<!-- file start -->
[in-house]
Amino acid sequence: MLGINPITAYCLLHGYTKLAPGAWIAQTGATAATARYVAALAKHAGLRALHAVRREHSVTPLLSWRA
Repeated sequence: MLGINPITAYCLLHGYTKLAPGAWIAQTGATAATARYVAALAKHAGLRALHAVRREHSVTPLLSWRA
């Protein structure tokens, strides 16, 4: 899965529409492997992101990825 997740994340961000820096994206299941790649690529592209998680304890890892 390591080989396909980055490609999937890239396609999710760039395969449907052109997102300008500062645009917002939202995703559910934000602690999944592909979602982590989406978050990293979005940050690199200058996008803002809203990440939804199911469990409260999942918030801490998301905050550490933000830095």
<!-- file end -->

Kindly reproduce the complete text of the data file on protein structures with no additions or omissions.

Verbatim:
[in-house]
Amino acid sequence: MLGINPITAYCLLHGYTKLAPGAWIAQTGATAATARYVAALAKHAGLRALHAVRREHSVTPLLSWRA
Repeated sequence: MLGINPITAYCLLHGYTKLAPGAWIAQTGATAATARYVAALAKHAGLRALHAVRREHSVTPLLSWRA
């Protein structure tokens, strides 16, 4: 899965529409492997992101990825 997740994340961000820096994206299941790649690529592209998680304890890892 390591080989396909980055490609999937890239396609999710760039395969449907052109997102300008500062645009917002939202995703559910934000602690999944592909979602982590989406978050990293979005940050690199200058996008803002809203990440939804199911469990409260999942918030801490998301905050550490933000830095």